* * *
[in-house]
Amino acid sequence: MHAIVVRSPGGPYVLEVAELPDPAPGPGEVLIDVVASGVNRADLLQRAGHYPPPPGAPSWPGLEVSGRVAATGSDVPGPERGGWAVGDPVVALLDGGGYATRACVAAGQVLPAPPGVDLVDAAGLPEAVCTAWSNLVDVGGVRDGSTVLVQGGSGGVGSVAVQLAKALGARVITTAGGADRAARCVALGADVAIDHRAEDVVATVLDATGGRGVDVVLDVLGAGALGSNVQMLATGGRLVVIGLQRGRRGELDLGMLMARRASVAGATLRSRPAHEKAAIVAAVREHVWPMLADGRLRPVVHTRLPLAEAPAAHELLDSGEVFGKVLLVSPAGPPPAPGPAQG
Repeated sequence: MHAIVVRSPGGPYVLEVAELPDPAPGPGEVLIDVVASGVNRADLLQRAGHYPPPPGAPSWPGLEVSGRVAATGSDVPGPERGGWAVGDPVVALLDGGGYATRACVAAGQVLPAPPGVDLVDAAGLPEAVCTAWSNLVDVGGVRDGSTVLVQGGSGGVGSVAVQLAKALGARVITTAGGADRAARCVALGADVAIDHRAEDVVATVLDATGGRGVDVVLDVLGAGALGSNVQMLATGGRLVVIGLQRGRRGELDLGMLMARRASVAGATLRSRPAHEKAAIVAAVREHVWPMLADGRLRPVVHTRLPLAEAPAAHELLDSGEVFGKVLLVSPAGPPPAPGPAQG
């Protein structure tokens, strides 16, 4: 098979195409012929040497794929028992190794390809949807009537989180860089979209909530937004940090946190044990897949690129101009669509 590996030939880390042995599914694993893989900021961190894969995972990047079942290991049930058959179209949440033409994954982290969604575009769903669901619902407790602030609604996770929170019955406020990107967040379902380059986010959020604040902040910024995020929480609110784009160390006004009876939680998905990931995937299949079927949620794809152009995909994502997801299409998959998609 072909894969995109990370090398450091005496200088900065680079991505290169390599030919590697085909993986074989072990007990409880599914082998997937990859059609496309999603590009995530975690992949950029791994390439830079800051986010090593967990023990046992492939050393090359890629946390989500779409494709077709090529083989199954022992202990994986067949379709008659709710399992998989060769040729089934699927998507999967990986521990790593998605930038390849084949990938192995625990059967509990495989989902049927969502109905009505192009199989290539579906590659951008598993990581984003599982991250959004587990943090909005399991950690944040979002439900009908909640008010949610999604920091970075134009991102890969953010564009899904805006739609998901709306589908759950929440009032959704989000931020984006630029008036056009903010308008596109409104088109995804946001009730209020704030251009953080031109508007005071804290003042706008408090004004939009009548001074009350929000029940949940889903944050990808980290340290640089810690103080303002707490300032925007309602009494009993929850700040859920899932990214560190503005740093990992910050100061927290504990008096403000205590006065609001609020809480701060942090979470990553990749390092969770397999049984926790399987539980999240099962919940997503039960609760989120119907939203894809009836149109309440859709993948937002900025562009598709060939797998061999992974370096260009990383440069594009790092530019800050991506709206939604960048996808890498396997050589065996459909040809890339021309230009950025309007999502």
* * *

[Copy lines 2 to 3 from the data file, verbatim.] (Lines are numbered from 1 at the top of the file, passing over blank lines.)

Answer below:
Amino acid sequence: MHAIVVRSPGGPYVLEVAELPDPAPGPGEVLIDVVASGVNRADLLQRAGHYPPPPGAPSWPGLEVSGRVAATGSDVPGPERGGWAVGDPVVALLDGGGYATRACVAAGQVLPAPPGVDLVDAAGLPEAVCTAWSNLVDVGGVRDGSTVLVQGGSGGVGSVAVQLAKALGARVITTAGGADRAARCVALGADVAIDHRAEDVVATVLDATGGRGVDVVLDVLGAGALGSNVQMLATGGRLVVIGLQRGRRGELDLGMLMARRASVAGATLRSRPAHEKAAIVAAVREHVWPMLADGRLRPVVHTRLPLAEAPAAHELLDSGEVFGKVLLVSPAGPPPAPGPAQG
Repeated sequence: MHAIVVRSPGGPYVLEVAELPDPAPGPGEVLIDVVASGVNRADLLQRAGHYPPPPGAPSWPGLEVSGRVAATGSDVPGPERGGWAVGDPVVALLDGGGYATRACVAAGQVLPAPPGVDLVDAAGLPEAVCTAWSNLVDVGGVRDGSTVLVQGGSGGVGSVAVQLAKALGARVITTAGGADRAARCVALGADVAIDHRAEDVVATVLDATGGRGVDVVLDVLGAGALGSNVQMLATGGRLVVIGLQRGRRGELDLGMLMARRASVAGATLRSRPAHEKAAIVAAVREHVWPMLADGRLRPVVHTRLPLAEAPAAHELLDSGEVFGKVLLVSPAGPPPAPGPAQG